Metro Service Resumes After Electrical Problems Detected and Repaired
"Metro was shuttered for an unprecedented full day of service Wednesday for emergency inspections, resulting from information learned about an electrical fire in a tunnel early Monday," write Dana Hedgpeth, Shawn Boburg and Faiz Siddiqui for The Washington Post.
Metro General Manager Paul J. Wiedefeld ordered the system closed so that crews could inspect 600 cables identical to those involved in the Monday fire. He said crews identified 26 areas where electrical cables or the boots that connect them to the third rails were damaged or frayed.
Damage was so severe in three areas that had officials been aware, Metro would immediately have stopped running trains through them. Those cables were repaired during the system shutdown
In a March 17 update of an piece published last June, The Post posted photos of frayed cable along with charts showing the "216 total smoke and fire incidents on Metrorail in 2015, more than double the total for 2014." The piece details what was found and how the problems were corrected.
The “jumper cable” electrical fire that occurred Monday morning "was eerily reminiscent" of last year's fatal fire, report Ashley Halsey III, Michael Laris and Katherine Shaver. As for traffic conditions on Wednesday without Metrorail operating, "(d)uring both morning and evening rush hours, traffic was not much heavier than usual for a Wednesday, and some drivers found it lighter than average," they write.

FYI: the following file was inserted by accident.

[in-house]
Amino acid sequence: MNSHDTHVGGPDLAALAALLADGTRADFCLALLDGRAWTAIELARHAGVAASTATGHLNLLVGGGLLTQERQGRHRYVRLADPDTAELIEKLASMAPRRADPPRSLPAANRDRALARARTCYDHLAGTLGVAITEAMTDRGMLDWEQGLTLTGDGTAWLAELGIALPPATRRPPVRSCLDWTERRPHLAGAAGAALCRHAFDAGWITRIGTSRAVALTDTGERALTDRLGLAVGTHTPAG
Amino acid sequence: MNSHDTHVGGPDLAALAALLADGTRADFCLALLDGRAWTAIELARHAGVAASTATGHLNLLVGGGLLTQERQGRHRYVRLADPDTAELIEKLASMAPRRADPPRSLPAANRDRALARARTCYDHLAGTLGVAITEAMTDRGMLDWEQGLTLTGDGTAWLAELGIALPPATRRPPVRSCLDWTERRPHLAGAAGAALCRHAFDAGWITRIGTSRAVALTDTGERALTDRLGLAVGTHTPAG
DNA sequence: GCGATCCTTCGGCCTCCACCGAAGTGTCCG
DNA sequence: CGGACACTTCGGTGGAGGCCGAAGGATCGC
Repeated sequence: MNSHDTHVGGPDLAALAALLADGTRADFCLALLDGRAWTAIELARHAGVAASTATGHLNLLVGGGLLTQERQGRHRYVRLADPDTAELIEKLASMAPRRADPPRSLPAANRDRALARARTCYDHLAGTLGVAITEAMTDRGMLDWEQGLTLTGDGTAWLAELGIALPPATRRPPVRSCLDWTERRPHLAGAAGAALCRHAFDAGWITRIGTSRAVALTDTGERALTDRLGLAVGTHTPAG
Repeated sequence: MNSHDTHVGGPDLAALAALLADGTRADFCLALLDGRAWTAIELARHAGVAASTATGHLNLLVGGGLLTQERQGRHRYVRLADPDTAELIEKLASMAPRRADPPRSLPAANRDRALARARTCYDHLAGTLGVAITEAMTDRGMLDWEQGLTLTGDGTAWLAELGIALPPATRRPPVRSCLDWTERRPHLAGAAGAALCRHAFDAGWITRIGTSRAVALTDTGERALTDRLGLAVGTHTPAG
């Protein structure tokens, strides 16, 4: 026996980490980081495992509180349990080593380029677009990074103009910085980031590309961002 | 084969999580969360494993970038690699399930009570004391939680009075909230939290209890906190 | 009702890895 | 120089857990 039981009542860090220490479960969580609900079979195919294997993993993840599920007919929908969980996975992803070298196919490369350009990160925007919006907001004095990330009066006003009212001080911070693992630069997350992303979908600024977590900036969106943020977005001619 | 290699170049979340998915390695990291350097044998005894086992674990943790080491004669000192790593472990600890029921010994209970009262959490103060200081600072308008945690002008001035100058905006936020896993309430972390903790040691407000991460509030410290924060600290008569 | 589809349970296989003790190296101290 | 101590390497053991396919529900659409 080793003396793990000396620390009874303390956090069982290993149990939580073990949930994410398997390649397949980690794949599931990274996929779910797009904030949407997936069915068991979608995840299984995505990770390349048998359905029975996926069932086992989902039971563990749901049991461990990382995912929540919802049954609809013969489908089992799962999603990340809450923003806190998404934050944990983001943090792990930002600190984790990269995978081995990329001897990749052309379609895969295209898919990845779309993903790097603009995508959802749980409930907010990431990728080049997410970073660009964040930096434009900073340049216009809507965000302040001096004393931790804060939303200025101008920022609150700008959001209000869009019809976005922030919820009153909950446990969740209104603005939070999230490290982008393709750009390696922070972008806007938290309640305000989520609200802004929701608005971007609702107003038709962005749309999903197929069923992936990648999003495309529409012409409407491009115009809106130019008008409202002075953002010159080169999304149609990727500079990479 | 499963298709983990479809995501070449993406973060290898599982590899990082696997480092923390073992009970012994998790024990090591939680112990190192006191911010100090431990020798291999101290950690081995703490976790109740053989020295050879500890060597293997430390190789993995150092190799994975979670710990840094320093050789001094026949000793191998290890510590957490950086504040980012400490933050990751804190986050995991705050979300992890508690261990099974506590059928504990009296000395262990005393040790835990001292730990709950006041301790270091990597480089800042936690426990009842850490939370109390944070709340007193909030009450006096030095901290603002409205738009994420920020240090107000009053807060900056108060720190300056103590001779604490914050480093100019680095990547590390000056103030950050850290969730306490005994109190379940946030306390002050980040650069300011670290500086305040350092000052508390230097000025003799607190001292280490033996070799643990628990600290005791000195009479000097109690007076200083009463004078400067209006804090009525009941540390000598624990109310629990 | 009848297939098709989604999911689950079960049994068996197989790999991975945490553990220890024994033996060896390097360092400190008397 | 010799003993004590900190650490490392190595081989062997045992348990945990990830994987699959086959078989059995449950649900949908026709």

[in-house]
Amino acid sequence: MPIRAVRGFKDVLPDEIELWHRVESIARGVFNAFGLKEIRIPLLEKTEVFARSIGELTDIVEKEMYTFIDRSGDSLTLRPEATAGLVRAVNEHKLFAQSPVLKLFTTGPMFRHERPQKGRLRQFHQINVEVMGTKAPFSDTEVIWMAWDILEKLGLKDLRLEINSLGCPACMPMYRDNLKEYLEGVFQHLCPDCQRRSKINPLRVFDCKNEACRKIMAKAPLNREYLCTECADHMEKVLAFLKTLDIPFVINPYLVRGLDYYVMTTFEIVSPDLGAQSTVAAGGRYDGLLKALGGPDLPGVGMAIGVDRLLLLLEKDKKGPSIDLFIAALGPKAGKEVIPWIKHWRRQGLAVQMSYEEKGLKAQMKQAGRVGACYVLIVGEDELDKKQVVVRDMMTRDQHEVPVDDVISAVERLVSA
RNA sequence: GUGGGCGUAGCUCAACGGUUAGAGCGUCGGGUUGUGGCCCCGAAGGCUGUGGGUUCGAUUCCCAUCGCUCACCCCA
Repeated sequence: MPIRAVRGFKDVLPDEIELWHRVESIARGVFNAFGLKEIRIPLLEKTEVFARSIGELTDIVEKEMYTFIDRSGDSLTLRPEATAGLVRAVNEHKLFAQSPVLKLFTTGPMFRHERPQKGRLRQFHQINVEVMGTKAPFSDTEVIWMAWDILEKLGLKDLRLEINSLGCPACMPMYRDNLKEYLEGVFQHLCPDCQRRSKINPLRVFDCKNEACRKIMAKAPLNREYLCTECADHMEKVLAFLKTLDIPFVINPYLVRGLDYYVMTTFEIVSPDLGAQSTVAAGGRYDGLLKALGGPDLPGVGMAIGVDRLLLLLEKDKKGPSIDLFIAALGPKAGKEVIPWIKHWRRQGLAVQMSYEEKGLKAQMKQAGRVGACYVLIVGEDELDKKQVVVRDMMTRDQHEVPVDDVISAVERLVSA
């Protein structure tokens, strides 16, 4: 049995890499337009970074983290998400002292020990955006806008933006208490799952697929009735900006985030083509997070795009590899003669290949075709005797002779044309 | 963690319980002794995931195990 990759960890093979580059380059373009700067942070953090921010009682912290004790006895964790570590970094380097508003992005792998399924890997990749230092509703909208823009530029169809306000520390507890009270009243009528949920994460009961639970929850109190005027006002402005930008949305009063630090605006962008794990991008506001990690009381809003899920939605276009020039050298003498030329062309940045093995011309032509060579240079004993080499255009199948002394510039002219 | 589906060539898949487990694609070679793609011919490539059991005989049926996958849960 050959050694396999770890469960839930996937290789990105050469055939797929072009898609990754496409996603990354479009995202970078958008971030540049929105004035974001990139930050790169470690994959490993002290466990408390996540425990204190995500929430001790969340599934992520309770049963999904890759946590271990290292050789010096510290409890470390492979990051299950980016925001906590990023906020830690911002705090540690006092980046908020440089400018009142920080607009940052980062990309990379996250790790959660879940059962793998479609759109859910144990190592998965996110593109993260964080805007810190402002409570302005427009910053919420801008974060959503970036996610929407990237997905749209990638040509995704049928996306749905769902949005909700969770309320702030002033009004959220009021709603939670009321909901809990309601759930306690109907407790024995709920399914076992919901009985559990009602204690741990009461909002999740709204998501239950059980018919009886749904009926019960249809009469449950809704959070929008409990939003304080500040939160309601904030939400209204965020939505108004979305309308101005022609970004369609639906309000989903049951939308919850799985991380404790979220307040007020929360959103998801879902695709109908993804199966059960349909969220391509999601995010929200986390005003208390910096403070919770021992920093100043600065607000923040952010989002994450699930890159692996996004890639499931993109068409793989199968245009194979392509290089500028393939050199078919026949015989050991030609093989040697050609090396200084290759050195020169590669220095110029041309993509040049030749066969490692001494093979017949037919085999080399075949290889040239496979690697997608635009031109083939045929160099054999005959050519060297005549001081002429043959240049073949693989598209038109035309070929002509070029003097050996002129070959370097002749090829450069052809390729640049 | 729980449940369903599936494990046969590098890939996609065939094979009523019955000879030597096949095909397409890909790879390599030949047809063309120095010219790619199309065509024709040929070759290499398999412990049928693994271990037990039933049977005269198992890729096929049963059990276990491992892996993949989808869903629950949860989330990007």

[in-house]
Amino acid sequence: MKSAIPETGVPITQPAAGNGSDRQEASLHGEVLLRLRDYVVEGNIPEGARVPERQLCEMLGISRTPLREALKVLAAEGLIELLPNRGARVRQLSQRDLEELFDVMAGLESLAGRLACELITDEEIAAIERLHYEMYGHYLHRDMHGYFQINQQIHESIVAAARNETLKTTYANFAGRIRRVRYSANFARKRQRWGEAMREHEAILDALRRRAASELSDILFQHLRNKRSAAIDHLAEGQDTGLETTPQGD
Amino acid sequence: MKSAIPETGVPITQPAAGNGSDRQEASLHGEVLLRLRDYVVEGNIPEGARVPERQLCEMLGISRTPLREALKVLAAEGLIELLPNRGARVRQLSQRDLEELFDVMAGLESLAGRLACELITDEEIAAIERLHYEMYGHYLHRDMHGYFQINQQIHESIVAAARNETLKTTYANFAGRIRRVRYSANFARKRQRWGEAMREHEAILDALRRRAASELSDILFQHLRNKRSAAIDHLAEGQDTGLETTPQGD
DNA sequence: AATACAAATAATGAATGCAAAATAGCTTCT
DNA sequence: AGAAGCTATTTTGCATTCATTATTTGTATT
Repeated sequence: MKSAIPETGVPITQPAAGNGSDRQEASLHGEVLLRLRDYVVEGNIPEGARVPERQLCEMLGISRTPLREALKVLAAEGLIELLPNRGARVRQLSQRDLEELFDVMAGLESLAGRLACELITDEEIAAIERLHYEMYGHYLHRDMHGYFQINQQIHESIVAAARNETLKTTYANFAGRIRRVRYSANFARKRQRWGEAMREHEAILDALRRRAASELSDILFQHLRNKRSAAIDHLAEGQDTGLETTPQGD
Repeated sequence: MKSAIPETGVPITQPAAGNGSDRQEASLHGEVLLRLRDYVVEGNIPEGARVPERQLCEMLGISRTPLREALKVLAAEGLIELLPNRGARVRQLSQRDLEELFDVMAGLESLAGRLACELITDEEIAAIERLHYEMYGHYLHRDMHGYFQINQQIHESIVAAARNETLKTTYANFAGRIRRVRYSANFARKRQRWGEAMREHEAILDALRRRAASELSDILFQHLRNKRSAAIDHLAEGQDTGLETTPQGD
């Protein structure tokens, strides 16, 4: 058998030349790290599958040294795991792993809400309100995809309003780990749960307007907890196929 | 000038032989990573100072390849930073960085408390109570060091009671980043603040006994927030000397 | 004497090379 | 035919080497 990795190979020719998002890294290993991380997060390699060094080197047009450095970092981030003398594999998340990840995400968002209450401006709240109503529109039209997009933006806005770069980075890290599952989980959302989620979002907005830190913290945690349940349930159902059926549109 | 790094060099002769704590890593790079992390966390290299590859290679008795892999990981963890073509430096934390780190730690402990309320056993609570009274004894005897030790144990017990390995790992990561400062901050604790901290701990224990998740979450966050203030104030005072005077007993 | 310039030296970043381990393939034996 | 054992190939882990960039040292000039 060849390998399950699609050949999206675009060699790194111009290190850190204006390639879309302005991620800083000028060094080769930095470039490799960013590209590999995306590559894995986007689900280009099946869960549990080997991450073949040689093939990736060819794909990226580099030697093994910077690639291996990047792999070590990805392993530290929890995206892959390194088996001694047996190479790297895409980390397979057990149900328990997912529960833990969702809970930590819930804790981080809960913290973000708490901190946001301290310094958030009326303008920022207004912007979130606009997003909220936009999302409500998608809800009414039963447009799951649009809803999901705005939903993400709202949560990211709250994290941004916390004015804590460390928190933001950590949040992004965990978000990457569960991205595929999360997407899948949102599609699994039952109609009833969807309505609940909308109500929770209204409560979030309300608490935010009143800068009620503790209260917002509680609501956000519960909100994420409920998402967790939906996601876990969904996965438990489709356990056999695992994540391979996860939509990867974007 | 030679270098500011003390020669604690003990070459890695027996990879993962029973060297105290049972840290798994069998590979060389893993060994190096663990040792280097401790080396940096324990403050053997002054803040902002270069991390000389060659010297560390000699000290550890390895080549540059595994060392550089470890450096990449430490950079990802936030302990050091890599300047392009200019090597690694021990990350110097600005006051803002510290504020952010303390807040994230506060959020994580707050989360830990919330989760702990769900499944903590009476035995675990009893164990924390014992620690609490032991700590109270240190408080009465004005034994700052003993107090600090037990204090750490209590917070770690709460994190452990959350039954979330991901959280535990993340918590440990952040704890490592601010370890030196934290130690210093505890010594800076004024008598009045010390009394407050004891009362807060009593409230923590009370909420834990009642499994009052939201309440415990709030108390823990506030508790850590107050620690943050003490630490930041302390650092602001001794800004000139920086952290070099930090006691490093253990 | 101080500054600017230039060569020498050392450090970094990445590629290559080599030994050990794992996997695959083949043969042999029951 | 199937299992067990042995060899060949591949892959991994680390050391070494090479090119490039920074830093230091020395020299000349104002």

Traffic experts said it would be days before clear conclusions can be drawn about how badly — or gently — the absence of Metro hit the region.
Metro management and the leadership of the three jurisdictions the system serves — the District, Maryland and Virginia — came under attack on Capitol Hill on Wednesday as the Senate Appropriations Committee considered a transportation bill.
While legislators were quick to point the finger at Metro management, Streetsblog Network's Angie Schmitt reminds us that "Metro’s troubles could be the canary in the coal mine for other transit systems."
Transit Center notes that “all of the systems… have significant unmet capital needs and should be investing more,” and that Metro “is hardly the only subway system in the country that could see significant trouble ahead.”
Speaking of which, Metro's slightly older sibling, the Bay Area Rapid Transit District (BART), came under fire, not quite literally but close to it, on its Pittsburg / Bay Point (East Bay) line, shutting down service between Pittsburg and North Concord stations. "The problems began around 9:30 a.m. Wednesday when a mysterious power surge knocked out electricity to at least 25 BART cars, and by Thursday morning that number had grown to 50, write Kale Williams and Hamed Aleaziz for the San Francisco Chronicle.
Engineers have been working around the clock since the trouble began Wednesday morning, officials said, and BART was flying in an outside expert in power control and protection to help try to diagnose the problem.
There was no BART service between the two stations as of press time, and is not expected to resume through Friday.